PHOTOPHOTOGRAPH BY CHRIS KEANE FOR SPORTS ILLUSTRATED
Getting Loose for 'Cuse With a showdown against No. 1 Syracuse just three hours away last Saturday, Duke forward Jabari Parker stopped by a makeshift court outside Cameron Indoor Stadium to throw down a few dunks for fans. That Blue-Devil-may-care approach worked after the ACC game tipped off as well: With game highs of 19 points and 10 rebounds, Parker led fifth-ranked Duke to a 66--60 victory that was clinched with 10.4 seconds left, when Orange coach Jim Boeheim drew two technicals for disputing a charging call.
PHOTOPHOTOGRAPH BY GREG NELSON FOR SPORTS ILLUSTRATED
Heat Waves Miami forwards Chris Bosh (1) and LeBron James couldn't prevent impossibly long-limbed Thunder star Kevin Durant from releasing one of his 22 shots last Thursday. The NBA's leading scorer finished with 28 points in a 103--81 loss—Oklahoma City's worst defeat at home this season—but at least Durant finished: Midway through the fourth quarter James, going up for a dunk, had his nose broken on a block attempt by Serge Ibaka.
PHOTOPHOTOGRAPH BY DAVID WALBERG FOR SPORTS ILLUSTRATED
Steering Clear The field for the Daytona 500 didn't have many chances to run in the sun: Just 38 laps were completed on Sunday before storms rolled in, causing a record six-hour, 22-minute rain delay that also brought the Goodyear blimp (from which this shot was taken) to ground. When the 56th Great American Race ended at 11:18 p.m., Dale Earnhardt Jr. (page 40) was headed to Victory Lane for the second time at Daytona and for the first time in 56 starts.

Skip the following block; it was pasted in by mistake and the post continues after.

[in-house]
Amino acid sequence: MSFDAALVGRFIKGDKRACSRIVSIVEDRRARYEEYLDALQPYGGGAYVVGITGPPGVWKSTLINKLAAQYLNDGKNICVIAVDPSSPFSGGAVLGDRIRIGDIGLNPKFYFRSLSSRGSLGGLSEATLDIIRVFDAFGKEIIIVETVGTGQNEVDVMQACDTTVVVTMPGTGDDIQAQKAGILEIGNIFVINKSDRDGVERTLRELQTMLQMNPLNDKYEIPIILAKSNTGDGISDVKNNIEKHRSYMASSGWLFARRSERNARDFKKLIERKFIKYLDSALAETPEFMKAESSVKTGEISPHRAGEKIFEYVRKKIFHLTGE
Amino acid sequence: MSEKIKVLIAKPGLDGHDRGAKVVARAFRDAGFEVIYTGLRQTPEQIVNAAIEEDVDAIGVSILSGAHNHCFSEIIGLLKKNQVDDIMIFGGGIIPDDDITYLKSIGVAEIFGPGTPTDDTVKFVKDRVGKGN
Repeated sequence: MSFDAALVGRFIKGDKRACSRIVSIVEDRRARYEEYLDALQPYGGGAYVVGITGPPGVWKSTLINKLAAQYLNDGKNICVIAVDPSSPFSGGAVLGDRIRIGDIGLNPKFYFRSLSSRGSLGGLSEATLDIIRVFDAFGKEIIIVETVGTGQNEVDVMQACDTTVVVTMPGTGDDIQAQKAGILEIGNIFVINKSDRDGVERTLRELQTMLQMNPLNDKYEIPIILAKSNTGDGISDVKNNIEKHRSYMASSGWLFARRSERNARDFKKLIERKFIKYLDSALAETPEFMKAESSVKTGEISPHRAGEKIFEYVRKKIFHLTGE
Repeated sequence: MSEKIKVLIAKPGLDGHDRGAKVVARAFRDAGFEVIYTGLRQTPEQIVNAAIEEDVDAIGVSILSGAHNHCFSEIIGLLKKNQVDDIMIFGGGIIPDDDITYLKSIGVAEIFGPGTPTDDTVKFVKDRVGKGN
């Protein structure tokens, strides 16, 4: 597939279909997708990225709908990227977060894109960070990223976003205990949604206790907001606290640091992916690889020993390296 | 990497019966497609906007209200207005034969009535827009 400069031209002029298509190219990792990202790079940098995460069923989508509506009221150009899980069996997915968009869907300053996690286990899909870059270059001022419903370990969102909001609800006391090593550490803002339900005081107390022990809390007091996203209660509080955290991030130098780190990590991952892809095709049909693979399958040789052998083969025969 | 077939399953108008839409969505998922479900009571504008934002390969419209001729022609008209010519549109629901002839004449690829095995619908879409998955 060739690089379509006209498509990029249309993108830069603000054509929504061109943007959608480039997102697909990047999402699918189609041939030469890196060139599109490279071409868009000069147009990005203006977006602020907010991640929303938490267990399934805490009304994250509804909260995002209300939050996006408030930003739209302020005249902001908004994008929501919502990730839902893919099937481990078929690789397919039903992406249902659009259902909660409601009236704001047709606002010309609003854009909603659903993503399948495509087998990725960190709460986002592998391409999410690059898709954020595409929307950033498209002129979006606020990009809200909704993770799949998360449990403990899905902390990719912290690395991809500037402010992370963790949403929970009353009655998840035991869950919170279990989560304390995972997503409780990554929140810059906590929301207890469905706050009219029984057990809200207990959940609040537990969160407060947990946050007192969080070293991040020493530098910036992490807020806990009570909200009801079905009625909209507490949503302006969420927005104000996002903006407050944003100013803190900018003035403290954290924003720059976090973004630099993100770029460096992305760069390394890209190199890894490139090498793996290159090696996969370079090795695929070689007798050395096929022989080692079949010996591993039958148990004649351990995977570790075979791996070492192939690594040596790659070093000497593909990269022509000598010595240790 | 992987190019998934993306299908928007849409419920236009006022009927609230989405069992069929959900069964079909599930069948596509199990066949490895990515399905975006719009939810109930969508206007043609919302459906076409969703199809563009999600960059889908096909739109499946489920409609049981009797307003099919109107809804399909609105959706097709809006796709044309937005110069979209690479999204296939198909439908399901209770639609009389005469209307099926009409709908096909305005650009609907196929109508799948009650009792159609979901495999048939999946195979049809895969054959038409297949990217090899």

In the early '80s, Pat Riley and Magic Johnson began a transformation that put the Lakers on the leading edge of sports culture. But it took a really, really strange series of events—and some Magicavellian maneuvering—to set the stage
AS THE WORLD TURNS ITS EYES TOWARD THE NEXT OLYMPIC GAMES, IN RIO, AND ON THE EVE OF A WORLD CUP IN THE SPIRITUAL HOME OF SOCCER, A QUESTION HANGS IN THE AIR LIKE A LINGERING CLOUD OF TEAR GAS: HOW DO YOU RECONCILE
In addition to the young Sochi medalists who'll return in 2018, including skier Mikaela Shiffrin and nearly all of the freestyle skiers and snowboarders, Team USA has many other promising athletes in the pipeline for Pyeongchang, South Korea